Eric Conner: It’s a good lesson there. All the groundbreaking effects in the world still require a workable script, just like how a movie needs breaks from nonstop action and effects. Filmmakers sometimes need a break too. Even the man with over 50 directing credits to his name.

Steven Spielberg: It took me three years to recover from Schindler’s List. So I didn’t direct anything for three years. I’ve only twice had a three year hiatus. Once was after Saving Private Ryan and once was after Schindler’s List. And I think my three year hiatus after Schindler’s List was just because it was a very impactful experience telling that particular series of stories. And I wanted a break and I couldn’t get inspired to do anything else after Schindler’s List. I felt that I had spent a lot of energy and passion. I sort of became, I guess – well, here’s the other thing happened. I formed the Shoah foundation, which was a very difficult but very inspirational project, where I was taking testimonies, not myself personally, but hundreds of videographers all over the world. And sixty five countries were sent out to find the survivors of the Holocaust who would talk to our cameras to tell us what happened to them. And that took a long time to set up. So most of my energy went into that, into the documentaries that I was starting to produce because of that. And I wasn’t really interested in telling fictitious stories for a while. But when I finally decided that I wanted to get back to work, I thought the safest bet would be to purge myself of the reality of Schindler’s List and go into very familiar territory and shoot the sequel to Jurassic Park. Which was fun for me. And a vacation to do Lost World. And after Schindler’s List, I needed a vacation. That was a vacation I took.

Eric Conner: Well deserved breaks notwithstanding, Mr. Spielberg feels that there’s always something around him that provides inspiration for his art.

Steven Spielberg: Right now, my inspiration pretty much comes from my kids, my coworkers, my friends who are writers, other directors. My inspiration comes from seeing a good movie when I see a bad movie. The problem about seeing a bad movie is I’m uninspired for weeks. So I just try to be very, very selective because I try to see as a lot of movies. But when I see a good picture, it just turned something on inside of me that is unquenchable. And I just start producing thoughts. Not all them become movies or television shows, but they exist to me. And it’s a gift that a good play, a good screenplay, a good movie gives me. And I think it’s the same way for all of us. You know how you feel when you see something that inspires you. You want to go to work tomorrow. You want to take what you were inspired by and share that with the rest of the world through your own personal idiosyncrasies. So that’s all I look for is good stuff.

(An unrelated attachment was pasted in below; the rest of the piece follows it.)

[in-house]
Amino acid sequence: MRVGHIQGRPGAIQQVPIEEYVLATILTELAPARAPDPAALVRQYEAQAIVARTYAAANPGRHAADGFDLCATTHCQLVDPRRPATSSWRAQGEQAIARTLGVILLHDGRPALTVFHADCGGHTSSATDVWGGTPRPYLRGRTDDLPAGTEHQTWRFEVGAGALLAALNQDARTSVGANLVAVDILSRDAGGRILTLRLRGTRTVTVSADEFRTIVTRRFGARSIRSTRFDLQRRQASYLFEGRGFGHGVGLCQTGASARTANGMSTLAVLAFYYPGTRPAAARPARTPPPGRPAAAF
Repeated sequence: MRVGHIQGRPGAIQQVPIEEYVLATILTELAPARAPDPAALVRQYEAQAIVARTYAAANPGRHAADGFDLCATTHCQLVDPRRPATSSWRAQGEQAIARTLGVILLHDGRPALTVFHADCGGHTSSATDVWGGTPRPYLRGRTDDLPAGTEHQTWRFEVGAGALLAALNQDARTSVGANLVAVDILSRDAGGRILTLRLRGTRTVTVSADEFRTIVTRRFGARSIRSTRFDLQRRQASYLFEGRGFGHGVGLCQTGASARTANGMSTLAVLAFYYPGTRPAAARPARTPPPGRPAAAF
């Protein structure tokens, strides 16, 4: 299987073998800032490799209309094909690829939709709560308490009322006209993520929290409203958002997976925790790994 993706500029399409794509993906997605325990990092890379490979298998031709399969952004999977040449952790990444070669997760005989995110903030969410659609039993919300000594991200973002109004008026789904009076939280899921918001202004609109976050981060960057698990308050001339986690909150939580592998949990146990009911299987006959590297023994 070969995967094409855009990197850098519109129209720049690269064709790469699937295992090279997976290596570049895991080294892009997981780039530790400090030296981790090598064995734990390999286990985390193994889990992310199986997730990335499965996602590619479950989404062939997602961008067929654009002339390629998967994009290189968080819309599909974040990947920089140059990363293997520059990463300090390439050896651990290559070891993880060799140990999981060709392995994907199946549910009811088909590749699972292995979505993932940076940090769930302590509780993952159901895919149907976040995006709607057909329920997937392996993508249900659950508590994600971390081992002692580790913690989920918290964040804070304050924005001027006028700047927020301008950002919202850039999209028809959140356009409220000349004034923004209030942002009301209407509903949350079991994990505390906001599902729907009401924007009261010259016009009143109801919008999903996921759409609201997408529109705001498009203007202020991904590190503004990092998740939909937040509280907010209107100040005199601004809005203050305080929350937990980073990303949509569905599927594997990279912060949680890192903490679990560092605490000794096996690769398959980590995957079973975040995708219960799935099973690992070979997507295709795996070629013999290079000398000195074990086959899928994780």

Eric Conner: The good stuff sometimes might fly in the face of conventional wisdom about what projects Steven Spielberg should be directing next, but that doesn’t concern him. He prefers to just be open to possibilities.

Steven Spielberg: I don’t think a lot. I mean, I spend a lot of time reacting to things. I’ve kept myself open because to me, the reaction is more important than the thought process, meaning that my best career choice, I guess, would be just leaving myself open to be responsive to a script or an idea or a piece of material that comes down the pike. And if I really have a very intensely passionate, emotional reaction to it, I’m probably directed or at least try to direct it. So I just leave myself open to that. The projects that I wind up not doing in the projects I spent a year worrying to death, you know? Should I do it? Maybe I shouldn’t. Maybe it’s too similar to the last movie I made. If I used my brain to make all my choices. I would never have made E.T. because I had already made Close Encounters five years before. And I was into a whole thing about not wanting to repeat myself. And I had to beat that down with a stick, because if I didn’t repeat myself, there’s a lot of movies I never would’ve made. I wouldn’t have made Jaws because it would’ve been too similar to Duel. You know, I’m saying so sometimes you just have to stop thinking and just start reacting.

Eric Conner: If repeating one’s work is the reason we have E.T., then I think we should all consider doing it. So if the tales of his storied career weren’t enough, Steven Spielberg’s final words to our students demonstrated how he has inspired audiences for decades.

Steven Spielberg: You’re the gift. Everybody in this room is the gift because you are the future of this business. I mean, you’re all going to go into this business and you’re gonna do different things. You may not be doing the same things you’re training to do right now. You may surprise yourselves and do things that an actor may be a director, a writer may turn into a producer. You just don’t know. Somebody might be an editor. Someone might be a production designer. Someone might be in publicity and marketing. You just never know. But the fact of the matter is that I sit here and look at all of these bright young faces and I just see the future of this business and it looks really bright. Thanks to all of you. Really.

Eric Conner: To the man who gave us Indiana Jones, Jurassic Park, Private Ryan, Close Encounters and dozens of other classics. Well, I think he’s the one who deserves our thanks. As do all of you for listening.

This episode was based on the Q&A moderated by Tova Laiter. To watch the full interview or to see our other Q&As, check out our YouTube channel at This episode was written by me, Eric Conner. Edited and mixed by Kristian Heydon. Our creative director is David Andrew Nelson, who also produced this episode with Kristian Heydon and myself. Executive produced by Tova Laiter, Jean Sherlock and Dan Mackler. A special thanks to all our staff and crew who made this possible. To learn more about our programs, check us out at Be sure to subscribe on Apple podcasts or wherever you listen. See you next time.